Mongkhontreerat, S.
    Malkoch, Michael
    KTH, School of Engineering Sciences in Chemistry, Biotechnology and Health (CBH), Fibre- and Polymer Technology, Coating Technology.
    Off-Stoichiometric Thiol-Ene Chemistry to Dendritic Nanogel Therapeutics2019In: Advanced Functional Materials, ISSN 1616-301X, E-ISSN 1616-3028, Vol. 29, no 18, article id 1806693Article in journal (Refereed)
    Abstract [en]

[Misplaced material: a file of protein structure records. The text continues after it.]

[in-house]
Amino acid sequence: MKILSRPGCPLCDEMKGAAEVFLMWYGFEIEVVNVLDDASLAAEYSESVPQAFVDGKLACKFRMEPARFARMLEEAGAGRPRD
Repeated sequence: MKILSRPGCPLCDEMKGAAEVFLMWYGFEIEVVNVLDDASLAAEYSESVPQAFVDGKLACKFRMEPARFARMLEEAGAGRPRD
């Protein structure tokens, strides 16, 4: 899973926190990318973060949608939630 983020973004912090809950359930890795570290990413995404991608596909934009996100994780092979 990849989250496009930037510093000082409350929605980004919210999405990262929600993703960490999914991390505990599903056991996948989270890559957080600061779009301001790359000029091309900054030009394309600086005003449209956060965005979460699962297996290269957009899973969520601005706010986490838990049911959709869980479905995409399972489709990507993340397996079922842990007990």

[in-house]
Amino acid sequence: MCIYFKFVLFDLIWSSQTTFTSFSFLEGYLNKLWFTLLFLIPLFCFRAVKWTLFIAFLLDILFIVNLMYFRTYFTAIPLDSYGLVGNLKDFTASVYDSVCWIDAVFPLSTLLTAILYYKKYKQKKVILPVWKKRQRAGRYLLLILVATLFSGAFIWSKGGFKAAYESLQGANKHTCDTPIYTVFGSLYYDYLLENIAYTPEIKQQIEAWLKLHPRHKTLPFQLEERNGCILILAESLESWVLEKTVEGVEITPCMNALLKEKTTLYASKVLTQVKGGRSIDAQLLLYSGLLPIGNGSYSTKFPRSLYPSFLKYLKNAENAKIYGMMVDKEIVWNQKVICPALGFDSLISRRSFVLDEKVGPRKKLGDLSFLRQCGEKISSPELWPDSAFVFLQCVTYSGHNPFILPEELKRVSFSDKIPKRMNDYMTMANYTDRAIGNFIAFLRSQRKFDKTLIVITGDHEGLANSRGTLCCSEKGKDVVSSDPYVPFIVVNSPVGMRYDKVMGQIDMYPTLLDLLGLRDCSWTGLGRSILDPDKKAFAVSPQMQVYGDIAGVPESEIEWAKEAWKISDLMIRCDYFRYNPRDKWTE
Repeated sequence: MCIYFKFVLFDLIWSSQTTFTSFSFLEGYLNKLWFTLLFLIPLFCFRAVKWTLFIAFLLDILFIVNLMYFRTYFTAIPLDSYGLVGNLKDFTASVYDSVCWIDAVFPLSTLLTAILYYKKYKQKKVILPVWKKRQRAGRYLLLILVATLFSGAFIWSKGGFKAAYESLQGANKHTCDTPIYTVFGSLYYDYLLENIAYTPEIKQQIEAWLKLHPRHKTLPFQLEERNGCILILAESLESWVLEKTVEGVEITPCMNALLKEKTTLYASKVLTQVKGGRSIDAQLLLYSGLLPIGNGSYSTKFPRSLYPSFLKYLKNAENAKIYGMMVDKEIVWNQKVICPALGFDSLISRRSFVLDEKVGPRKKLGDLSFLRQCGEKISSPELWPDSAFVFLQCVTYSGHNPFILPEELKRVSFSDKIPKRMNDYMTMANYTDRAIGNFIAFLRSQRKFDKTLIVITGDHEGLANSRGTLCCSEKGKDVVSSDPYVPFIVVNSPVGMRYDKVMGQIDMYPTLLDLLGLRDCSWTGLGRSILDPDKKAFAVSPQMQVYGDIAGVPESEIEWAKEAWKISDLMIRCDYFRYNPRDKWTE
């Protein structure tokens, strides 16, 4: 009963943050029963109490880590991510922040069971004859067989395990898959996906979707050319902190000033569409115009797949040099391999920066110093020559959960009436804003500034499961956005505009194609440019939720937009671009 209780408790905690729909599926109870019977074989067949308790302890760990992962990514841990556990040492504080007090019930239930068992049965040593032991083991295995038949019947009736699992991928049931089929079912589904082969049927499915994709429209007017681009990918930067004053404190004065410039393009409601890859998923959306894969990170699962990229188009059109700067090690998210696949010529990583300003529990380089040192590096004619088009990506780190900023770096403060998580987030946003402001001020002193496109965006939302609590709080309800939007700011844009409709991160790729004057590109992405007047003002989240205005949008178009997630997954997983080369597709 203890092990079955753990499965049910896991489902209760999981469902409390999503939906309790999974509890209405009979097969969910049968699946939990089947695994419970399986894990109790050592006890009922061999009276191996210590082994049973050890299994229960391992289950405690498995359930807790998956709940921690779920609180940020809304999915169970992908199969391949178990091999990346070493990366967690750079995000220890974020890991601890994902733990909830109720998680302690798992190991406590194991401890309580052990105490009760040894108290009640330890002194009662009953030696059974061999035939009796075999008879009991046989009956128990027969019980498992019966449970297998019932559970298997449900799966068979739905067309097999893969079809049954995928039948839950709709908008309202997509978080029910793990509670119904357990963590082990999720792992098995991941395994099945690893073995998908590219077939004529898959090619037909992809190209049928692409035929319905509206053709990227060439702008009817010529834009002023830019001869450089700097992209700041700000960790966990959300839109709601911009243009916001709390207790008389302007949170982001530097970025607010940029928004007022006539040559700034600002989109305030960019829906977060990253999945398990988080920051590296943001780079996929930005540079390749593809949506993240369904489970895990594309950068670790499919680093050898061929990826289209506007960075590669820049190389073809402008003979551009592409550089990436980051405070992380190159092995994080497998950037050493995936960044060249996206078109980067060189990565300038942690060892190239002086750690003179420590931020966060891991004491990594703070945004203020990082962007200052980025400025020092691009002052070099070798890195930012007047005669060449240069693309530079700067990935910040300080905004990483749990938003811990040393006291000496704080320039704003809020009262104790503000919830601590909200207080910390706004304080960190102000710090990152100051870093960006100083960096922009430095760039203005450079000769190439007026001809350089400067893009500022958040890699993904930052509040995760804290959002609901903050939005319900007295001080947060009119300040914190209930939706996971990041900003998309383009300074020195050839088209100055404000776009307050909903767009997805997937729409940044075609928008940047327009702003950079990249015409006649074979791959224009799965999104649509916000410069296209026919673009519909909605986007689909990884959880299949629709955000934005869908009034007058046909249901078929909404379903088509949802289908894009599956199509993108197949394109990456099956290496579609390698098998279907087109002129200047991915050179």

A novel platform of dendritic nanogels is herein presented, capitalizing on the self-assembly of allyl-functional polyesters based on dendritic-linear-dendritic amphiphiles followed by simple cross-linking with complementary monomeric thiols via UV initiated off-stoichiometric thiol-ene chemistry. The facile approach enabled multigram creation of allyl reactive nanogel precursors, in the size range of 190–295 nm, being readily available for further modifications to display a number of core functionalities while maintaining the size distribution and characteristics of the master batch. The nanogels are evaluated as carriers of a spread of chemotherapeutics by customizing the core to accommodate each individual cargo. The resulting nanogels are biocompatible, displaying diffusion controlled release of cargo, maintained therapeutic efficacy, and decreased cargo toxic side effects. Finally, the nanogels are found to successfully deliver pharmaceuticals into a 3D pancreatic spheroids tumor model. © 2019 The Authors. Published by WILEY-VCH Verlag GmbH & Co. KGaA, Weinheim